Metatheatricality is defined by Stuart Davis as “a convenient name for the quality or force in a play which challenges theatre's claim to be simply realistic -- to be nothing but a mirror in which we view the actions and sufferings of characters like ourselves, suspending our disbelief in their reality.” (Metatheatre). It is present in many Renaissance dramas, yet it is analysed, understood and critiqued in a vast variety of ways. Davis claims that metatheatre awakens our minds to life’s “uncanny likeness” to art, theatre and forms undefinable. Metatheatre begins by sharpening our awareness of the unlikeness of life to dramatic art; it may end by making us aware of life's uncanny likeness to art or illusion. This is a term difficult to analyse, and as a result even Nellhaus describes the analysis of plays-within-plays and self-consciously theatrical characters as “problematic” (3). However, an attempt can be made to critically understand the significance of the epicene in Jonson’s Epicoene. This drama shatters many illusions of typical social conventions, particularly during each revelation of Epicoene’s true character, and most notably in the final scene, where Morose finally learns of the truth surrounding his new bride. Bel-Imperia, Kyd’s creation of a manipulative woman in The Spanish Tragedy, can also be argued to be a social deviant, as she challenges the illusions of performance versus reality throughout. We do not know where her loyalties lie, and she seems to often contradict her own feelings and ideas. Social dynamics are a focus of metatheatre, particularly in these plays, as the pretence of the characters is misleading, yet is a formative aspect upon the play as a whole.
Kyd explores the concept of metatheatricality and women, to an extent, in The Spanish Tragedy. This is evident from the outset, as, at the very opening of the drama, the ghost of Andrea introduces Bel-Imperia to the audience as “sweet Bel-Imperia” (1.1.11), a pleasant illusion that is soon shattered not long after we meet our female protagonist, Bel-Imperia, and learn of her plot for revenge. She is an interesting example of a self-conscious theatrical character. Her manipulative, devious self is performing a role throughout the entirety of the play, as she so states herself, “Although I bear it out for fashion’s sake” (4.1.24). She does not appear as a victim amongst the misfortune occurring in the play, she appears calculated, logical and most definitely conniving when executing her revenge, and no qualms are expressed when exerting revenge on “[her] Andrea’s” murderer. The decision to leave his death “unreveng’d by me” is misleading (4.1.23), and where metatheatre and the revenge plot intertwine. She convinces the audience, momentarily, that she is withdrawing from revenging any death. Yet, in the same scene she agrees to, “consent, conceal; /And aught that may effect for thine avail/Join with thee to revenge Horatio’s death” (4.1.46-48). She, acting as the lover that lost another, convinces Hieronimo, with ease, to allow her to join him in avenging Horatio’s death. Her conscious efforts to mislead and manipulate, while acting the part of the broken-hearted lover, “Don Andrea’s death, /Who, living, was my garland’s sweetest flower, /And in his death hath buried my delights” (1.4.4-5), encourage the audience to consider the theme of performance verses reality.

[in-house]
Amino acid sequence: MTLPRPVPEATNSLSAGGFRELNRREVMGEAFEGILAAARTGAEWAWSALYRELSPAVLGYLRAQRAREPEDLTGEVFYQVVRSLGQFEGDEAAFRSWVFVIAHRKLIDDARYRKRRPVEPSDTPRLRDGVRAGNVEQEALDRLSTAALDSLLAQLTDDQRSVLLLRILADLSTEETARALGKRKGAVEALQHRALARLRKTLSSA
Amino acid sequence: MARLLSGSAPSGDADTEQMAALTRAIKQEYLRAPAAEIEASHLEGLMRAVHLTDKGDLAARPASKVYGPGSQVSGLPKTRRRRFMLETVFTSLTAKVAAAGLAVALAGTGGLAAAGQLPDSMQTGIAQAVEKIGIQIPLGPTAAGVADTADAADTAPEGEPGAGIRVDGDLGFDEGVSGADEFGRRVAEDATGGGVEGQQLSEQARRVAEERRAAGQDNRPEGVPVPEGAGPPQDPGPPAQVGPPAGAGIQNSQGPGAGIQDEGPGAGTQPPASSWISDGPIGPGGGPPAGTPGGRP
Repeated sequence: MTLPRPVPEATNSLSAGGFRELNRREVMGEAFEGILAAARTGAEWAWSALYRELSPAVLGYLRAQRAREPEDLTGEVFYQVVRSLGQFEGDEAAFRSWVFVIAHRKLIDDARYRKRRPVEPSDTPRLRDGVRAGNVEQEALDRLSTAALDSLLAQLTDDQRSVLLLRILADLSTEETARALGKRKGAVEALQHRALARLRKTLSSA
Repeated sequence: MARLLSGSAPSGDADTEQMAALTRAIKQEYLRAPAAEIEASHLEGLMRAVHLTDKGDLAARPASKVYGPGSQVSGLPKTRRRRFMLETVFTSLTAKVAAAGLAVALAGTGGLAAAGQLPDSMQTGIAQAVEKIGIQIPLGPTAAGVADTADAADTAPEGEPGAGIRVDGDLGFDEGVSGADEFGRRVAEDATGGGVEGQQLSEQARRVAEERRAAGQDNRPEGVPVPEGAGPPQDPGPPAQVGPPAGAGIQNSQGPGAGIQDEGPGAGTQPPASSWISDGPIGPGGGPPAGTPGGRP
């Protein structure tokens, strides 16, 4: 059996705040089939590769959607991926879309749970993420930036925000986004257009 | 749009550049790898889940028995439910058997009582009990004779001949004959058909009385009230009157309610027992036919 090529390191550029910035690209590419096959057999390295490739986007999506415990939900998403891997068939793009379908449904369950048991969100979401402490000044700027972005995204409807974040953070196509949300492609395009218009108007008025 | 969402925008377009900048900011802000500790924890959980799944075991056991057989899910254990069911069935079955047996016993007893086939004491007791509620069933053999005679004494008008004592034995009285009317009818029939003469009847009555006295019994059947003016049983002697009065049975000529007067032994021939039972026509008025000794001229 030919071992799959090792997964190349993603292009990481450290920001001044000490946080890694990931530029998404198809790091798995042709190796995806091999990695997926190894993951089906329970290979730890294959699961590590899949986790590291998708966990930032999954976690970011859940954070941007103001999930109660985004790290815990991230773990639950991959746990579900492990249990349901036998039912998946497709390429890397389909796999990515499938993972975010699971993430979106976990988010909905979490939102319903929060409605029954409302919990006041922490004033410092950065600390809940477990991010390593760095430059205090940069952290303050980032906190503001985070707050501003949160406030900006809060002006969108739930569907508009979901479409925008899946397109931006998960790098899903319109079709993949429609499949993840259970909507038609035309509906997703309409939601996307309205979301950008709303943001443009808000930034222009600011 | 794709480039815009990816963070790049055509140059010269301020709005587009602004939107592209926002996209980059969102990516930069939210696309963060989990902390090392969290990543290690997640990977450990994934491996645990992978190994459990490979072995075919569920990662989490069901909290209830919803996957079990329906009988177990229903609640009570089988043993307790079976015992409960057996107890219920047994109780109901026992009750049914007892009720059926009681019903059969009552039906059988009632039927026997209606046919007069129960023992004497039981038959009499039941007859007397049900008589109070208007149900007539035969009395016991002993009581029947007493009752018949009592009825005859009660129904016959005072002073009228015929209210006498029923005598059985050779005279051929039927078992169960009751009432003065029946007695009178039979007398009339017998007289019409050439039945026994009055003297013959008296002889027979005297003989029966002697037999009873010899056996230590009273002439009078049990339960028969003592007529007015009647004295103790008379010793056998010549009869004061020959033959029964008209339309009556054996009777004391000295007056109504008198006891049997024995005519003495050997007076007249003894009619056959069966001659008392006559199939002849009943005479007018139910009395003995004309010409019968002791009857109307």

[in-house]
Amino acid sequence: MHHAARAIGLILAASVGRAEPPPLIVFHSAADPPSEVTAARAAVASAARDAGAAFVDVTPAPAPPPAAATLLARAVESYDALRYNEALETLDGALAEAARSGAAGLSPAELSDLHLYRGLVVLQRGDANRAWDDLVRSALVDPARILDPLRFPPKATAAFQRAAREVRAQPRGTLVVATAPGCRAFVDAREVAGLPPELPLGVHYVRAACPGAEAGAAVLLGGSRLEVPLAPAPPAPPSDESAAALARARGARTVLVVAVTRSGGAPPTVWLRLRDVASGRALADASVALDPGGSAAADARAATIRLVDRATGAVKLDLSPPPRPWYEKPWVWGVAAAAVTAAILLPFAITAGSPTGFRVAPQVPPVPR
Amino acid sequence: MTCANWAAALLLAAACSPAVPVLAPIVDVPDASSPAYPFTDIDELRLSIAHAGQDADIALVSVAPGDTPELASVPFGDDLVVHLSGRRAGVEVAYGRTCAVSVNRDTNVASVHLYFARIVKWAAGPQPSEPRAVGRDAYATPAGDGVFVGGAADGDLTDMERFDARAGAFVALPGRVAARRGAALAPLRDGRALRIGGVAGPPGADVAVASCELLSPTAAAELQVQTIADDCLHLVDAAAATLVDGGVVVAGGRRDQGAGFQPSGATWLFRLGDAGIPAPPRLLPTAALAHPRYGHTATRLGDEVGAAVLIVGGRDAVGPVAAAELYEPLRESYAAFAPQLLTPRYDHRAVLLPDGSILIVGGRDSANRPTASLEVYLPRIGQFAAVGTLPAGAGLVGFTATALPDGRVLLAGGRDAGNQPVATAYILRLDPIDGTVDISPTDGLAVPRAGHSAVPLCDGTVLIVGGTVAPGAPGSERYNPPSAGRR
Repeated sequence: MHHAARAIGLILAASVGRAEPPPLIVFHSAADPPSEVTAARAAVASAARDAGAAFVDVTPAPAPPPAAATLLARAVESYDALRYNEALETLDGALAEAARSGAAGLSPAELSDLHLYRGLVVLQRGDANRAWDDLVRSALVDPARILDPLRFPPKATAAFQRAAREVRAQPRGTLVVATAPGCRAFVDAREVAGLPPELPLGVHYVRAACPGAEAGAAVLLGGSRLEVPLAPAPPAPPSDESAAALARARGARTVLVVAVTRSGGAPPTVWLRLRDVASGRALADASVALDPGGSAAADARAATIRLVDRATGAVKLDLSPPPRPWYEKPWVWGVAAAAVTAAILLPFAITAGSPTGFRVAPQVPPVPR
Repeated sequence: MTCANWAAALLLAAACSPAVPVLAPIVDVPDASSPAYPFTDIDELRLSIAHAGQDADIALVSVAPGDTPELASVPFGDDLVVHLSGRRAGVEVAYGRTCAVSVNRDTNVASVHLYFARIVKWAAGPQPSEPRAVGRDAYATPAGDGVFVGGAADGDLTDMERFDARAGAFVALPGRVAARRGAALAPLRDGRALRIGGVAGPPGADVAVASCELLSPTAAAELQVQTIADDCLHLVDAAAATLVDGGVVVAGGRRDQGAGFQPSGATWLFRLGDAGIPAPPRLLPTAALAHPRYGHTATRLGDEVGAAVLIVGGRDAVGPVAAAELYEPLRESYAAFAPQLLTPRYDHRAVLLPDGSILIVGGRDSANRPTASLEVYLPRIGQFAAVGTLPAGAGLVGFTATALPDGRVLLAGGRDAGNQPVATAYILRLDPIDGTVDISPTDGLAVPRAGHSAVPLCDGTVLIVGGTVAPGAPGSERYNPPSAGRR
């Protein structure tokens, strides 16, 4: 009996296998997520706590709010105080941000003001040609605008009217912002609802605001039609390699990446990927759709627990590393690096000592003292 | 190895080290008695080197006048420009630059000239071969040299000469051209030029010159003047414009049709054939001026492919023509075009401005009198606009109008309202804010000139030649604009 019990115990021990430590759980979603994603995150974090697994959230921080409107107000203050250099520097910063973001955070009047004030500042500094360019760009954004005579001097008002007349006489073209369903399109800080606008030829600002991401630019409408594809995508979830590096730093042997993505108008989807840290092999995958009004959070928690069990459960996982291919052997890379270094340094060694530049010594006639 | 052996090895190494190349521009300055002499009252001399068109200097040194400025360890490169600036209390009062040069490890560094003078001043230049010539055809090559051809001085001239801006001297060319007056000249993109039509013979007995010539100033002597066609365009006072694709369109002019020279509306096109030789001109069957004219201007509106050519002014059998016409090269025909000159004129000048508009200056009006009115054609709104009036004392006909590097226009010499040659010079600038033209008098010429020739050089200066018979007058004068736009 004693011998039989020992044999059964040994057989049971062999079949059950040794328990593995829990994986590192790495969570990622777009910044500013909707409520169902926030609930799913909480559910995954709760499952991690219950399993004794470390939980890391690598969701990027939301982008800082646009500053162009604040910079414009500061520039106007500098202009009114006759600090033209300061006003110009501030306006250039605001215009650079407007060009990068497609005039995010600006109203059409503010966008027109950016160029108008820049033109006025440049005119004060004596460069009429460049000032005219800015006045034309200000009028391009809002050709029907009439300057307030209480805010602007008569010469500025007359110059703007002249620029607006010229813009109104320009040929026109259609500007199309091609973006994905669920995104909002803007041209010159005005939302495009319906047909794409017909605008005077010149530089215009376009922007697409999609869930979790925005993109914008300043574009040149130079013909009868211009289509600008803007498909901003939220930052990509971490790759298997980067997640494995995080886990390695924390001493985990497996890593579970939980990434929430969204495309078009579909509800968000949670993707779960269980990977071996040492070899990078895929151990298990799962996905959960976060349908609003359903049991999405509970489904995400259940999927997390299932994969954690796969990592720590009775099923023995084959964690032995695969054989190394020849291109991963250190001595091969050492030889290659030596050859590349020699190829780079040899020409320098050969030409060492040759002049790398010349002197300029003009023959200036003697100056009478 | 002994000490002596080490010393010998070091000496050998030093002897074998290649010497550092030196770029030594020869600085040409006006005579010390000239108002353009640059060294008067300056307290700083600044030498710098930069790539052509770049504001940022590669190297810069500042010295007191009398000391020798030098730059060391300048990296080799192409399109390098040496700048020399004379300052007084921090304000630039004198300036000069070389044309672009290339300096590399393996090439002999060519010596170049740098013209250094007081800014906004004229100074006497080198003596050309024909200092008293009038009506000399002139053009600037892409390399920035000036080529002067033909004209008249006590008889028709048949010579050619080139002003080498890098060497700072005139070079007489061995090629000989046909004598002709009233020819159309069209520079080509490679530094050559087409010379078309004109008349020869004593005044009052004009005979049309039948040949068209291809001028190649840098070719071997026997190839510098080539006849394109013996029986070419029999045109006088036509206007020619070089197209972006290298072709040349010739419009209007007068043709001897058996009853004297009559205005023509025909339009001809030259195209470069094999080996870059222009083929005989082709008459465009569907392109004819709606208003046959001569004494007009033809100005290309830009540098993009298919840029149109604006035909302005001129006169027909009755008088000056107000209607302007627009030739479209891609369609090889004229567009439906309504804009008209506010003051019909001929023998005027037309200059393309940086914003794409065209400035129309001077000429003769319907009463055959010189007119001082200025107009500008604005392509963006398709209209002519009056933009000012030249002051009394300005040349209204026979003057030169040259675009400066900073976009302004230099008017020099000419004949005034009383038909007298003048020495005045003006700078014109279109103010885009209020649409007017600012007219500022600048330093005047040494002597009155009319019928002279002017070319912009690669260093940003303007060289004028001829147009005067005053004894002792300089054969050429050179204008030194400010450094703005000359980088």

Bel-Imperia is, most certainly, not a typical female character in a Renaissance drama. She has a significant level of control over the male characters, as, even early in the tragedy, she manages to manipulate, mislead and deceive. She makes full use of her new lover, Horatio, as an unknown pawn of her revenge, while apparently still mourning Andrea,
“Ay, go, Horatio, leave me here alone;
For solitude best fits my cheerless mood […]
Yes, second love shall further my revenge!
I’ll love Horatio, my Andrea’s friend,
The more to spite the prince that wrought his end”...
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